March 9, 2015
In the Book Notes series, authors create and discuss a music playlist that relates in some way to their recently published book.
Previous contributors include Bret Easton Ellis, Kate Christensen, Kevin Brockmeier, George Pelecanos, Dana Spiotta, Amy Bloom, Aimee Bender, Jesmyn Ward, Heidi Julavits, Hari Kunzru, and many others.
Quan Barry's novel She Weeps Each Time You're Born is one of the year's most impressive debuts, one that spans three decades in a multi-faceted and fascinating Vietnam.
The Minneapolis Star Tribune wrote of the novel:
"A strange and unadorned, inspired sort of beautiful . . . . The great beauty of Quan Barry's novel is in its transcendence of this impulse, its attention to all the stories, whose sum is not darkness but light, not death but life."
Stream a playlist of these songs at Spotify.
First off, a handful of disclaimers about me in no particular order:
• I'm not the kind of writer who listens to music while writing.
• When I listen to the radio, it's mostly NPR, which means I tend to listen to music only at the gym or while shopping at Hot Topic (a long story).
• Consequently I am completely unsure as to how new music enters my life (dare I admit to the importance of TV car ads (e.g. Nick Drake's "Pink Moon," Band of Skulls' "Light of the Morning," The Heavy's "How You Like Me Now?"), and I don't even own a TV!).
• I probably have the least number of songs on my iPod of anyone in this solar system (3000 (and yes, I still have an iPod as I'm cellphone-less too (I know, why don't I just find a nice cave with some decent southern exposure and call it a day?))).
• Apropos of absolutely nothing, I'm also a sucker for a good soundtrack.
Tracks 1-10 from the soundtrack All is Lost – Alexander Ebert
If you've seen this movie, starring Robert Redford as a guy who wears southwestern jewelry and suffers a lot of serious maritime mishaps while sailing off the Sumatran coast, then forget all the gorgeous water stuff (but keep the sturm und drang atmosphere) and concentrate instead on the journey of the soul. True, my novel takes place in Vietnam, mostly in the shadow of the American War (which is one reason why I had such a difficult time musically casting it—ideally its soundtrack should be Vietnamese, instrumental, and haunting), but since I couldn't come up with the former, I decided to at least try for the later two elements. To me, Alexander Ebert's score is the sound of a soul recognizing its wondrousness in the face of tremendous adversity. The process of both physically and emotionally wrenching meaning from the void is beautiful, delicate, steely, and dark, but ultimately the journey is worth what we invest in it even if we already know what lies waiting for us in the final act.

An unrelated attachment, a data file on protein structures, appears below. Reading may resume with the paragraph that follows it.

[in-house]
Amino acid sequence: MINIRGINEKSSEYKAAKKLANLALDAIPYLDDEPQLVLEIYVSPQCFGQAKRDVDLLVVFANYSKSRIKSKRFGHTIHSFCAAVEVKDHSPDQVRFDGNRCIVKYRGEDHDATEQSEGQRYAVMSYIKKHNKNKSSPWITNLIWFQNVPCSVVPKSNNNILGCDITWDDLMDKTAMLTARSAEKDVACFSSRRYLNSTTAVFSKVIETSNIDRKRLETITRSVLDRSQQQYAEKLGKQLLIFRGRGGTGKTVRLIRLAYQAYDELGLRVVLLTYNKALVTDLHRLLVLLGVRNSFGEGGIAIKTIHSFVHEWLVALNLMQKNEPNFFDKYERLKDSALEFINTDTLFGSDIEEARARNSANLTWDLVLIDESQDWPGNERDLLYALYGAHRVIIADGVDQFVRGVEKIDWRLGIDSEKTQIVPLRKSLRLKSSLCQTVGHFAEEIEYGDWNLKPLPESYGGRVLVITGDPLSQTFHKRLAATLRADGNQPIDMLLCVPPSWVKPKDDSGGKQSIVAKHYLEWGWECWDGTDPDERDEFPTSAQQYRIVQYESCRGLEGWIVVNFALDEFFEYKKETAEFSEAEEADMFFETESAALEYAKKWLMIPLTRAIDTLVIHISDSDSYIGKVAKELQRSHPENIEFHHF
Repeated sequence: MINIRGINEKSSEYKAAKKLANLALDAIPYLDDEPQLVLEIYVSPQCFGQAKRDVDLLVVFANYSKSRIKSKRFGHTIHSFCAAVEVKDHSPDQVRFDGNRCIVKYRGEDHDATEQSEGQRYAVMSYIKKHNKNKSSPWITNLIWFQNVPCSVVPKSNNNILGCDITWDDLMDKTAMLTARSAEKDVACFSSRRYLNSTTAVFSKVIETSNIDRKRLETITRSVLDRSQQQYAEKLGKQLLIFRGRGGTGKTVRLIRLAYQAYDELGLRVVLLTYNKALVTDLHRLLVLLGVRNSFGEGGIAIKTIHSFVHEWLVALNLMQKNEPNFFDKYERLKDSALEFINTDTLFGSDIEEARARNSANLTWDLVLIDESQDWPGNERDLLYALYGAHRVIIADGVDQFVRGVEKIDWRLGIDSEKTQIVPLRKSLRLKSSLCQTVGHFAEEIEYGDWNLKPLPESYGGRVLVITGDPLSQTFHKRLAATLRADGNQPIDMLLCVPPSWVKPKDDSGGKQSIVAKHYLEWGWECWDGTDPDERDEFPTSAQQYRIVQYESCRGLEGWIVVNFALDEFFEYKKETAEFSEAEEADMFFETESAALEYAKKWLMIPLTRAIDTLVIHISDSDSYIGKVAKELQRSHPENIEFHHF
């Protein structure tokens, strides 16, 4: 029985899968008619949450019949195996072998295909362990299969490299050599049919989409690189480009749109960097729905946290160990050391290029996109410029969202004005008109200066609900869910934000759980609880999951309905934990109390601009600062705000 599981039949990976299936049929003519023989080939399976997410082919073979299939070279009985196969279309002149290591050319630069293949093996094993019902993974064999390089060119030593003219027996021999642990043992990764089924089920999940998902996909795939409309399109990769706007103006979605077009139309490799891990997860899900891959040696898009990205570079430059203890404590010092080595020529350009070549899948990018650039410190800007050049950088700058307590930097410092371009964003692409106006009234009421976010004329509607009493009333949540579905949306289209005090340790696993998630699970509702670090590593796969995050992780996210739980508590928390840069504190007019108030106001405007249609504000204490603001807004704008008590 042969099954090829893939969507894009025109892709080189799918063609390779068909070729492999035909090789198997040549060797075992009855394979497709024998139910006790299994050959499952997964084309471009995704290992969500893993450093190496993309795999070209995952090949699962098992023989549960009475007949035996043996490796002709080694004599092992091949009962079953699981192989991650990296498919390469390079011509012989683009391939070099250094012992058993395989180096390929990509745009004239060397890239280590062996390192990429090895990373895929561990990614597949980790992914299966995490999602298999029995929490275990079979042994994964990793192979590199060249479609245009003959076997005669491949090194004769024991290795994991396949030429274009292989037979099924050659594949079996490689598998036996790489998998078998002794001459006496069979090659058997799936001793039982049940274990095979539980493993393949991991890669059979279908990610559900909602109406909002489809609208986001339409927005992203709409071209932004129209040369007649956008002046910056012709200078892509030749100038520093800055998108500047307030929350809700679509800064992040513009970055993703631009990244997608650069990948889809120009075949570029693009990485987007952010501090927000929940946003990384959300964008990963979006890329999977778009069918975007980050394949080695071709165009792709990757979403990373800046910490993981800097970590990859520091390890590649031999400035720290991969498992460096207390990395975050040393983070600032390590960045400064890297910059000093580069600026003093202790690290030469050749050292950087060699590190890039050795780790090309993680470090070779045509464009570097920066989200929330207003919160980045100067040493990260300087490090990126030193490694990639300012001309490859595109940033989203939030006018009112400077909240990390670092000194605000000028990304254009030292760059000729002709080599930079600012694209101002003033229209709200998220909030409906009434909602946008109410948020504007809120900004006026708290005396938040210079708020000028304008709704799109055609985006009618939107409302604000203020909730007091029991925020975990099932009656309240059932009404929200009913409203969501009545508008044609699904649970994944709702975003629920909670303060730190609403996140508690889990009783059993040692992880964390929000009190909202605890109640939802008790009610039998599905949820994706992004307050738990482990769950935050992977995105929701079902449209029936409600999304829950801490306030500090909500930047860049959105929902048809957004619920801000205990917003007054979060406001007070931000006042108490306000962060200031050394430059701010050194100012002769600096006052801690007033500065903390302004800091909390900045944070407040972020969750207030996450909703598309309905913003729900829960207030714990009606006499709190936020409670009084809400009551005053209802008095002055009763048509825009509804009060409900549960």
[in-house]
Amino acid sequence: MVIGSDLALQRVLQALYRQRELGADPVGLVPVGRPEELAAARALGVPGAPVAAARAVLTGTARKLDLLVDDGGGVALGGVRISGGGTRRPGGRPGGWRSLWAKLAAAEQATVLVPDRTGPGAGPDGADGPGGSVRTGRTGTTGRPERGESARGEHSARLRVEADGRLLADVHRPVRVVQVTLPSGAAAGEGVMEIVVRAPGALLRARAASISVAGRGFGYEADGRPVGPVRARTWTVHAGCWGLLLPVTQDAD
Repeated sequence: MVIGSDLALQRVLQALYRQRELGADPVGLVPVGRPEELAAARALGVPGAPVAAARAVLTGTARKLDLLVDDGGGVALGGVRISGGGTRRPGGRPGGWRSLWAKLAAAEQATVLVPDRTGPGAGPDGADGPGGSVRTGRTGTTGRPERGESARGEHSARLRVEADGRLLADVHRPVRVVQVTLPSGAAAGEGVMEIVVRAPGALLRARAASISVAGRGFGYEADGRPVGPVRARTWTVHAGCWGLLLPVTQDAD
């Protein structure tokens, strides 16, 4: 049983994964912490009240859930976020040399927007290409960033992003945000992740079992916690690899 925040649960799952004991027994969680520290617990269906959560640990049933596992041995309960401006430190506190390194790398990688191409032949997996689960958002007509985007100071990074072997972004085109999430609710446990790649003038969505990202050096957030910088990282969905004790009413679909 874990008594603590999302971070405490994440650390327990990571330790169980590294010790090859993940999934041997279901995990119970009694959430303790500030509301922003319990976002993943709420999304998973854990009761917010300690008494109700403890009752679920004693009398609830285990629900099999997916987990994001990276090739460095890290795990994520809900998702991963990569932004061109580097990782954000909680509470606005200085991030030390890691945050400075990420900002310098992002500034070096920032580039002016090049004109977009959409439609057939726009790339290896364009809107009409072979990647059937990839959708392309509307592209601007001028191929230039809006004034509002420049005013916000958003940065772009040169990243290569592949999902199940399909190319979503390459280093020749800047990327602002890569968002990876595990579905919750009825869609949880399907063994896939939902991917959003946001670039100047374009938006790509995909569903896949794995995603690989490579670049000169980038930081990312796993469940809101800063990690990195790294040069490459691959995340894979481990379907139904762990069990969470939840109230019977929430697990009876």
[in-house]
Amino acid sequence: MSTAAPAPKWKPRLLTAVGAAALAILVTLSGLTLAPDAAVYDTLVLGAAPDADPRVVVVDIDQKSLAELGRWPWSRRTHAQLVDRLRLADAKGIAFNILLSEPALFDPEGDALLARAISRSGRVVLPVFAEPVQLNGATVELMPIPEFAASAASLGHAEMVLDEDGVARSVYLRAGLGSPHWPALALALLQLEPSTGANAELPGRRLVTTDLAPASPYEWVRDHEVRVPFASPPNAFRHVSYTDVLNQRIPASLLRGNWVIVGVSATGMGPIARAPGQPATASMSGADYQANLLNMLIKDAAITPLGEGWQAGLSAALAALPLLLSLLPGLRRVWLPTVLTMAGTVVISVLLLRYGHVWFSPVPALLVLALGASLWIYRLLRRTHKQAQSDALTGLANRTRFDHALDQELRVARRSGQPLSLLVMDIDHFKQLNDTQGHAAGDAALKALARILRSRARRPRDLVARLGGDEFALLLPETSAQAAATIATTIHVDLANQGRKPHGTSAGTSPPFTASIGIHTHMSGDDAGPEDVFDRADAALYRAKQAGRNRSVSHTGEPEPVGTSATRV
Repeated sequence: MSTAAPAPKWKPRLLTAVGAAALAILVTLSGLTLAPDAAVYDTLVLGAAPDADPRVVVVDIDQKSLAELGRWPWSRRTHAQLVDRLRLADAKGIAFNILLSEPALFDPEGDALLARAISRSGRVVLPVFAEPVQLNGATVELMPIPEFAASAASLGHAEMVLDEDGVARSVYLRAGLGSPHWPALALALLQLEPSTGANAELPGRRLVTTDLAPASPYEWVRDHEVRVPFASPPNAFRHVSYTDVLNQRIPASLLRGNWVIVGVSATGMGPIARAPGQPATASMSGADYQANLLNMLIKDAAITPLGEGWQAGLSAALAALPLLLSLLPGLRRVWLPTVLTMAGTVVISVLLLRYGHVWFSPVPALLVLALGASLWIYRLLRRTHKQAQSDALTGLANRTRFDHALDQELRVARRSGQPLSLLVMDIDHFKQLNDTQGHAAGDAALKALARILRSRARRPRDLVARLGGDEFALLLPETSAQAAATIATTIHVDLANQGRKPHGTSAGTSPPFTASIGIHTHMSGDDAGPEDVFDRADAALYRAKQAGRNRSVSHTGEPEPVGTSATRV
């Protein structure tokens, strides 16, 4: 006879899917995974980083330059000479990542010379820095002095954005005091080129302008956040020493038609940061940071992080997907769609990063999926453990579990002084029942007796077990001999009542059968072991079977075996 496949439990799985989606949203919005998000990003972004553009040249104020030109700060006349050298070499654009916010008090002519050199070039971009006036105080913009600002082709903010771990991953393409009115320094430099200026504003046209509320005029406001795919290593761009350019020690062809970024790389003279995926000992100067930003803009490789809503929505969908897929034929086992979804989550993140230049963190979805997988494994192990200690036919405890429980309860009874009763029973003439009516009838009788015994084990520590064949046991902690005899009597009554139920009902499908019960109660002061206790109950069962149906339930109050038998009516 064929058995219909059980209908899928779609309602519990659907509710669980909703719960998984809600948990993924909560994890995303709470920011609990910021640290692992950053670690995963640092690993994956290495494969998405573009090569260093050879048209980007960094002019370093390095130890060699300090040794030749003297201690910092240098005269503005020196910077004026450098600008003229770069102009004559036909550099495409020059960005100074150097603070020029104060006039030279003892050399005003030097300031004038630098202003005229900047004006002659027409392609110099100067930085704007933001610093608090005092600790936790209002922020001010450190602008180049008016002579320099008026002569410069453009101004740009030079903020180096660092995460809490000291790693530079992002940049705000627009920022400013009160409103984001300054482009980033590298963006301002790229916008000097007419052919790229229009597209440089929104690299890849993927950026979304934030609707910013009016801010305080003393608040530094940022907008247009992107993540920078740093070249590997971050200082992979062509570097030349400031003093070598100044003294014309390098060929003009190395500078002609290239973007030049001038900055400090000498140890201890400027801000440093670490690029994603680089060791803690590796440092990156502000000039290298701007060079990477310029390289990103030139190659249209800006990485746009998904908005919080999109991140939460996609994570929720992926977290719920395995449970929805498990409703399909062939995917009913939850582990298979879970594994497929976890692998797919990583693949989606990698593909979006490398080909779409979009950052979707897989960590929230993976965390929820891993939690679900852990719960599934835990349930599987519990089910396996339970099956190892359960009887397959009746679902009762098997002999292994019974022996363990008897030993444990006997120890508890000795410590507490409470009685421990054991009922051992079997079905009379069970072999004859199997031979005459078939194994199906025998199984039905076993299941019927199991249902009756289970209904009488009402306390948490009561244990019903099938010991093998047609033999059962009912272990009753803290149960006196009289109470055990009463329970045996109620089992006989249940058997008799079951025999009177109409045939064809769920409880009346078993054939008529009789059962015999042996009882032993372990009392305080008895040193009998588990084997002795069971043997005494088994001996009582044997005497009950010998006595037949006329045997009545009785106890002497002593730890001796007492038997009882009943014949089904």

Loose Strife (poems)
Thankfully, I also have a book of poetry out this spring, which was a little easier to pair up with some of the 3000 songs I own. Here, I just went literal.
Poem: "Loose Strife ('I will not say its name')"
"Physical" – Nine Inch Nails
I sorta think of this poem as my Paula Broadwell poem (remember her and General Petraeus?); in a nutshell, it's a poem about the fact that sometimes love can ruin us. (Can I get an amen?)
Poem: "Loose Strife ('Where I first learned of it')"
"The Star-Spangled Banner" – Marvin Gaye
This piece literally takes place on the Boston Esplanade on the fourth of July, so who better to sing of our country's founding travails than Mr. Sex himself at an NBA game?
Poem: "The Lord Be With You But Not Also With You"
"Paradise by the Dashboard Light" – Meatloaf
This poem is a ghazal, an ancient poetic form that originated in Persia. Because repetition is central to the ghazal, mine is structured around the word "paradise" and various variations thereof.
Poem: "Someone Once Said We Were Put on this Earth to Witness and Testify"
"Yeh Jo Halka Halka Saroor" — Nusrat Fateh Ali Khan
Every time I hear this song, I just want to work myself up into an ecstatic frenzy. The poem's about the birth of a friend's baby, so yeah, let's go crazy.
Poem: "Abortion on Demand and Without Apology"
"Baby Baby" – Justin Bieber
It's 100% not what you're thinking. And no, I don't actually count this song among my 3000. Besides, I'm Team Gomez, but I didn't have a poem to pair up with "The Heart Wants What It Wants."
Boston Globe review of She Weeps Each Time You're Born
Kirkus review of She Weeps Each Time You're Born
Library Journal review of She Weeps Each Time You're Born
Los Angeles Times review of She Weeps Each Time You're Born
The Millions review
Minneapolis Star Tribune review of She Weeps Each Time You're Born
Publishers Weekly review of Loose Strife
also at Largehearted Boy:
Book Notes (2015 - ) (authors create music playlists for their book)
Book Notes (2012 - 2014) (authors create music playlists for their book)
Book Notes (2005 - 2011) (authors create music playlists for their book)
my 11 favorite Book Notes playlist essays
100 Online Sources for Free and Legal Music Downloads
Antiheroines (interviews with up and coming female comics artists)
Atomic Books Comics Preview (weekly comics highlights)
Daily Downloads (free and legal daily mp3 downloads)
guest book reviews
Librairie Drawn & Quarterly Books of the Week (recommended new books, magazines, and comics)
Note Books (musicians discuss literature)
Short Cuts (writers pair a song with their short story or essay)
Shorties (daily music, literature, and pop culture links)
Soundtracked (composers and directors discuss their film's soundtracks)
weekly music release lists
Word Bookstores Books of the Week (weekly new book highlights)